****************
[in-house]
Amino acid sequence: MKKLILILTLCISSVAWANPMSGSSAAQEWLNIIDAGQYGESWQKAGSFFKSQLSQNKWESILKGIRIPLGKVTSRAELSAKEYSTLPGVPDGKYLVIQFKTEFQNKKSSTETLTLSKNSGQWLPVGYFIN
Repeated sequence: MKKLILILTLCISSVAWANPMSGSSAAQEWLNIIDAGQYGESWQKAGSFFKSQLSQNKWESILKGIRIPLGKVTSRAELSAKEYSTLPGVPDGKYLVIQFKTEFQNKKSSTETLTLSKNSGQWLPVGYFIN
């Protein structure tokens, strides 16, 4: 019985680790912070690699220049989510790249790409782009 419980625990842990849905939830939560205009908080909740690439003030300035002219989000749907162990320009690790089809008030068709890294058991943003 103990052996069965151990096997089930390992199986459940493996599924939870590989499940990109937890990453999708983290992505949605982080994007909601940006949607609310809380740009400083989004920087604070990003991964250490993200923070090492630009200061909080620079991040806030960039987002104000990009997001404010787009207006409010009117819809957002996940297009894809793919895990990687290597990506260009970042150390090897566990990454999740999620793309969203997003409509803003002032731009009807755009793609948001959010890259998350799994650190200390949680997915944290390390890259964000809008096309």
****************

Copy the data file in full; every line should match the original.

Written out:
[in-house]
Amino acid sequence: MKKLILILTLCISSVAWANPMSGSSAAQEWLNIIDAGQYGESWQKAGSFFKSQLSQNKWESILKGIRIPLGKVTSRAELSAKEYSTLPGVPDGKYLVIQFKTEFQNKKSSTETLTLSKNSGQWLPVGYFIN
Repeated sequence: MKKLILILTLCISSVAWANPMSGSSAAQEWLNIIDAGQYGESWQKAGSFFKSQLSQNKWESILKGIRIPLGKVTSRAELSAKEYSTLPGVPDGKYLVIQFKTEFQNKKSSTETLTLSKNSGQWLPVGYFIN
């Protein structure tokens, strides 16, 4: 019985680790912070690699220049989510790249790409782009 419980625990842990849905939830939560205009908080909740690439003030300035002219989000749907162990320009690790089809008030068709890294058991943003 103990052996069965151990096997089930390992199986459940493996599924939870590989499940990109937890990453999708983290992505949605982080994007909601940006949607609310809380740009400083989004920087604070990003991964250490993200923070090492630009200061909080620079991040806030960039987002104000990009997001404010787009207006409010009117819809957002996940297009894809793919895990990687290597990506260009970042150390090897566990990454999740999620793309969203997003409509803003002032731009009807755009793609948001959010890259998350799994650190200390949680997915944290390390890259964000809008096309």